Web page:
The last film I had a look at was Star Trek, JJ Abrams' 2009 contribution to the hugely popular sci-fi saga. I said there that I was watching it in preparation for this sequel that would be coming out later in the month, and which I would definitely be seeing. Well, on the 16th of May, me and my friends Vonnor and Nck decided to treat Michael to a little day off from revision for his birthday. After a lunch at The Filling Station, Star Trek Into Darkness would be the film that we went to see. We stockpiled up on Vimto drinks, Vimto chews and Vimto bonbons at Poundland before paying our way in.
As soon as the Paramount logo, introduced to the wonderful blaring brass of Michael Giacchino's soundtrack, fades away, we are thrown into a very quick-paced, spectacularly large opening sequence, which involves a chase through an alien forest, a volcanic eruption, the lava from that eruption being frozen as it spurts out, and the USS Enterprise rising from the ocean bed as a crowd of Dulux-coated humanoids watch in awe. It is an impressive start, and one that gets Chris Pine's Captain James T Kirk removed as a Starfleet captain for breaching the company's protocol. However, he is rapidly reinstated when a massive-scale terrorist attack against the organisation brings it to its knees. There begins a (surprisingly short) across-the-universe chase to find the man who has claimed responsibility for the disaster, Benedict Cumberbatch's cold, sophisticated and mysterious John Harrison.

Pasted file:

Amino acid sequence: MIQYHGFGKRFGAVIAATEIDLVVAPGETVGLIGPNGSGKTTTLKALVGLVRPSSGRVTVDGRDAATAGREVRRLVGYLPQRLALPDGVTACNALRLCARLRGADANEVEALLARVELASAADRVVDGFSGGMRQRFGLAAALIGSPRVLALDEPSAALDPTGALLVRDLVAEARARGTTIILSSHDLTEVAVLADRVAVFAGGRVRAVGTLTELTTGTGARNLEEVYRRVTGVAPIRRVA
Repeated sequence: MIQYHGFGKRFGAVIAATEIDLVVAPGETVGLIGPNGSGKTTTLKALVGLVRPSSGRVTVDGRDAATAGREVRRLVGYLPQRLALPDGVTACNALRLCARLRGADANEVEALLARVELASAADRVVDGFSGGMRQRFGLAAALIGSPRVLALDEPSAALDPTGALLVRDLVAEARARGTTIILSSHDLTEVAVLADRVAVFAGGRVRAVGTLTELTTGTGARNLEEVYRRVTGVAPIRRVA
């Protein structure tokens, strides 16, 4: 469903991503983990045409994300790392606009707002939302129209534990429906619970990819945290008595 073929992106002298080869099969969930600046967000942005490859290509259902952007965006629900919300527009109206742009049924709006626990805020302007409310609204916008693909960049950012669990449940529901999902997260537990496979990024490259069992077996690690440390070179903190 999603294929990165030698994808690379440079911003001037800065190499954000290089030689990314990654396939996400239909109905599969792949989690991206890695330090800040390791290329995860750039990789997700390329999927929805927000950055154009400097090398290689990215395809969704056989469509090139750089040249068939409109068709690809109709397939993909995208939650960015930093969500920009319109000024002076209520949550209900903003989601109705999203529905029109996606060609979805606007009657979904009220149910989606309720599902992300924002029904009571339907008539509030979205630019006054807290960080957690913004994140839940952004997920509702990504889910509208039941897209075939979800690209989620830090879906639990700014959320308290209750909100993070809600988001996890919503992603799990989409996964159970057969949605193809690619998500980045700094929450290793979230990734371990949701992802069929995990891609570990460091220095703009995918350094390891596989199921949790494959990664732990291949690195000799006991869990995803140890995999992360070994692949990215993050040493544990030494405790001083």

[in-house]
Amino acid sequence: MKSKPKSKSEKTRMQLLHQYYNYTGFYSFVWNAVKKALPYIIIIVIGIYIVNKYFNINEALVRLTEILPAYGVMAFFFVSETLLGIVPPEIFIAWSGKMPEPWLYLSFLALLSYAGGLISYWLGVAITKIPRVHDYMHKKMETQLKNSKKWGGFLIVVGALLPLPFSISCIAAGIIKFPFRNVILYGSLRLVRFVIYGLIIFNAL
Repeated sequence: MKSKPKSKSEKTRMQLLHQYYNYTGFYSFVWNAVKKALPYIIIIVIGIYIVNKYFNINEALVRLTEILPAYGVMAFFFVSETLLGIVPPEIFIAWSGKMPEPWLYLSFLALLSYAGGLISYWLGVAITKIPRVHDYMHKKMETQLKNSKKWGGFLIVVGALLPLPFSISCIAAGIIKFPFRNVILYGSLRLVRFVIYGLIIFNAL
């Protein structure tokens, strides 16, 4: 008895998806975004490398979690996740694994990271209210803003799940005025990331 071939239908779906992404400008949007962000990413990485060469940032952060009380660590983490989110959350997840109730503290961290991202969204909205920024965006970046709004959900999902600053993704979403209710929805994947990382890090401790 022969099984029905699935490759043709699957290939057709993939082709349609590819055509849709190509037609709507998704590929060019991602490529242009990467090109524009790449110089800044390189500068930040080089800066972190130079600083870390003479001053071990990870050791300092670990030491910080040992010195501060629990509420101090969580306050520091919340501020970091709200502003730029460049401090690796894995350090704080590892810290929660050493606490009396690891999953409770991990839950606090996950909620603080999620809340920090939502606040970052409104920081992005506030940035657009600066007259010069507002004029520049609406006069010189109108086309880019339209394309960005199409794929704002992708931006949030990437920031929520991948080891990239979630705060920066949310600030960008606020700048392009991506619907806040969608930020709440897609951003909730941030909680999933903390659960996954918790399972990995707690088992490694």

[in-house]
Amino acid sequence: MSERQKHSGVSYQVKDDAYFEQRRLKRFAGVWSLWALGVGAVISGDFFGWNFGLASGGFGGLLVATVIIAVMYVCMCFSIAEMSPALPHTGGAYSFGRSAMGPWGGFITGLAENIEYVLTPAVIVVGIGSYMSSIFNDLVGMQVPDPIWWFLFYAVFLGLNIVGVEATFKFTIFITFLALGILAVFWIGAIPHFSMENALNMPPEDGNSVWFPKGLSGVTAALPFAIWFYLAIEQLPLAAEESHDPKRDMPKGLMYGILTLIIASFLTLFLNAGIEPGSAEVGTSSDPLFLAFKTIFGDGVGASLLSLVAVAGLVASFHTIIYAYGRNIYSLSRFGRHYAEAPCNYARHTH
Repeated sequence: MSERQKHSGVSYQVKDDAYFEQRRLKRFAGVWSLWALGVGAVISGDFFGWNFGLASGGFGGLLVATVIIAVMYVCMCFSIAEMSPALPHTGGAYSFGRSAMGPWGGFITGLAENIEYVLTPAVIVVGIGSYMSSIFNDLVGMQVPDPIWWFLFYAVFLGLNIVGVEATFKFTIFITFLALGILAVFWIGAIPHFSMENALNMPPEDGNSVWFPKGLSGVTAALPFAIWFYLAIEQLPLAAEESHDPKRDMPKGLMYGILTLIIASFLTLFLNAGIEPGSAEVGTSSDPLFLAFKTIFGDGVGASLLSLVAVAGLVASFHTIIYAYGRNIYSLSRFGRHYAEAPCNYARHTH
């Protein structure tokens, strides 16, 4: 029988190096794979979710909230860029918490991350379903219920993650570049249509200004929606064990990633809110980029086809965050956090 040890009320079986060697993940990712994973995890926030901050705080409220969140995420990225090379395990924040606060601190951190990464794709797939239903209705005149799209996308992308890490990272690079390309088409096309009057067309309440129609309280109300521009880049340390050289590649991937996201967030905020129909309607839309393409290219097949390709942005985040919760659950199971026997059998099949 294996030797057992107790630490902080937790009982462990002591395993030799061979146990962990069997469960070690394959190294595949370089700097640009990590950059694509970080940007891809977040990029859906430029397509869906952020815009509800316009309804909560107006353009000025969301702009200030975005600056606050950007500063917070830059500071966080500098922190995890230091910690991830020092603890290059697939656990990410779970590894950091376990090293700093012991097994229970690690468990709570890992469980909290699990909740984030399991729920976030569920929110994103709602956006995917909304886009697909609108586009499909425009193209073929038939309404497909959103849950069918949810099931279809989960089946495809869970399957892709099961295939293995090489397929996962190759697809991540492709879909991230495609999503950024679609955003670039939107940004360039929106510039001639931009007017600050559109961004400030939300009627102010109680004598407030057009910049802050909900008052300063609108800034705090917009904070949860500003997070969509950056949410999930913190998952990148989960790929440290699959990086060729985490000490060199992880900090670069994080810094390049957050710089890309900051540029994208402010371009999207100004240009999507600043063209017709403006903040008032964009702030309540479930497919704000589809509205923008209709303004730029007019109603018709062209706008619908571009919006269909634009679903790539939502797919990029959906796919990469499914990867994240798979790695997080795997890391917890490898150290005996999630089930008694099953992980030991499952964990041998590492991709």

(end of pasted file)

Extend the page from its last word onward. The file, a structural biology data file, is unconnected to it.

Simon Pegg, amongst others associated with the film, have told of the plot's theme of home-grown terrorism, a brand that is often the most devastating as those on the inside often know the places that will hurt most. This message is particularly relevant today, what with the recent Boston marathon bombings and mass shootings in the United States, most of which were carried out by people born or raised in the USA. It's a terrifying prospect, but one that is very real and concerning at the moment. It may seem a bit insensitive to bring up such topics in what is essentially a Hollywood blockbuster from conception, there to make money for the studio and precious little else, but it is a testament to the intellect of JJ Abrams that he should bring up such topics when he is given the opportunity. The problem is never actually solved in the film, a metaphor for the ineffectiveness and futility of any precautions brought in anywhere that attempt to solve this problem for good.
The aforementioned terrorist John Harrison is played awesomely well by Britain's own Benedict Cumberbatch (I'll never get tired of that tremendous name). His Harrison is calculated and menacing, played with a quiet and casual intensity that makes him all the more frightening. Like Hannibal Lecter (and Cumberbatch would make a fantastic Hannibal Lecter), he has his awful plans all worked out beforehand in his head, with almost all eventualities covered, and he carries them out with precision. The well-trodden villain cliche that they are always one step ahead applies here. The moment when his secret is revealed should make a Star Trek fan quiver, and makes the rest of us gasp without fully knowing why.
I know enough about Star Trek to recognise a few of the references to famous earlier moments in the series, and they certainly add an extra layer of poignancy. Although a separate timeline was established in the first movie, there is still an element of familiarity about some plot lines, and it works. With a story of epic scale and a villain who will go up there with the best of them, Star Trek Into Darkness is a very enjoyable sequel which can more than stand its own ground.
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